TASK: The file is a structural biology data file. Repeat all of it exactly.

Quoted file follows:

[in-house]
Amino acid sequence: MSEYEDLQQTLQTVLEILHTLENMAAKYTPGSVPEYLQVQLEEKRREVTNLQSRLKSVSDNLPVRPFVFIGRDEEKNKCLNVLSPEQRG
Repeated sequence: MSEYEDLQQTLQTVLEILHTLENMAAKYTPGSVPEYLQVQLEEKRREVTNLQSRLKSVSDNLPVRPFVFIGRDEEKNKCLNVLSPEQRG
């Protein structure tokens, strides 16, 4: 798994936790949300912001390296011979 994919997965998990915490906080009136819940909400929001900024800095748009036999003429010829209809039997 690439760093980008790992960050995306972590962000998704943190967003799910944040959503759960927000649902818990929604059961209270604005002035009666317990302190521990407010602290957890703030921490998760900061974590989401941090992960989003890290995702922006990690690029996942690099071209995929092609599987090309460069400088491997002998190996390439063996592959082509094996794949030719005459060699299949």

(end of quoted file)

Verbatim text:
[in-house]
Amino acid sequence: MSEYEDLQQTLQTVLEILHTLENMAAKYTPGSVPEYLQVQLEEKRREVTNLQSRLKSVSDNLPVRPFVFIGRDEEKNKCLNVLSPEQRG
Repeated sequence: MSEYEDLQQTLQTVLEILHTLENMAAKYTPGSVPEYLQVQLEEKRREVTNLQSRLKSVSDNLPVRPFVFIGRDEEKNKCLNVLSPEQRG
């Protein structure tokens, strides 16, 4: 798994936790949300912001390296011979 994919997965998990915490906080009136819940909400929001900024800095748009036999003429010829209809039997 690439760093980008790992960050995306972590962000998704943190967003799910944040959503759960927000649902818990929604059961209270604005002035009666317990302190521990407010602290957890703030921490998760900061974590989401941090992960989003890290995702922006990690690029996942690099071209995929092609599987090309460069400088491997002998190996390439063996592959082509094996794949030719005459060699299949």